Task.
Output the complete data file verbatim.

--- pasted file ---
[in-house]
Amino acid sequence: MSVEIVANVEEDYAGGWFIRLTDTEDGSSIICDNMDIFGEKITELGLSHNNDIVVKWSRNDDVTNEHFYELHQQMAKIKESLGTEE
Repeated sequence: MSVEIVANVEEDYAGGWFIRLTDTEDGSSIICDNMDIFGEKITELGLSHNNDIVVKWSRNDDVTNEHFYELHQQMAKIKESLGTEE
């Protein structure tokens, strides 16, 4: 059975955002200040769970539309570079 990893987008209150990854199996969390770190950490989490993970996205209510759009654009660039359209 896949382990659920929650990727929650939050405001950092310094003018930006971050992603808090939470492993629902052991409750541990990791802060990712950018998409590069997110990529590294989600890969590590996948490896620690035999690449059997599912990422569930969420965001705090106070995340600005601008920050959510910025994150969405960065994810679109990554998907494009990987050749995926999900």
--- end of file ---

[in-house]
Amino acid sequence: MSVEIVANVEEDYAGGWFIRLTDTEDGSSIICDNMDIFGEKITELGLSHNNDIVVKWSRNDDVTNEHFYELHQQMAKIKESLGTEE
Repeated sequence: MSVEIVANVEEDYAGGWFIRLTDTEDGSSIICDNMDIFGEKITELGLSHNNDIVVKWSRNDDVTNEHFYELHQQMAKIKESLGTEE
């Protein structure tokens, strides 16, 4: 059975955002200040769970539309570079 990893987008209150990854199996969390770190950490989490993970996205209510759009654009660039359209 896949382990659920929650990727929650939050405001950092310094003018930006971050992603808090939470492993629902052991409750541990990791802060990712950018998409590069997110990529590294989600890969590590996948490896620690035999690449059997599912990422569930969420965001705090106070995340600005601008920050959510910025994150969405960065994810679109990554998907494009990987050749995926999900």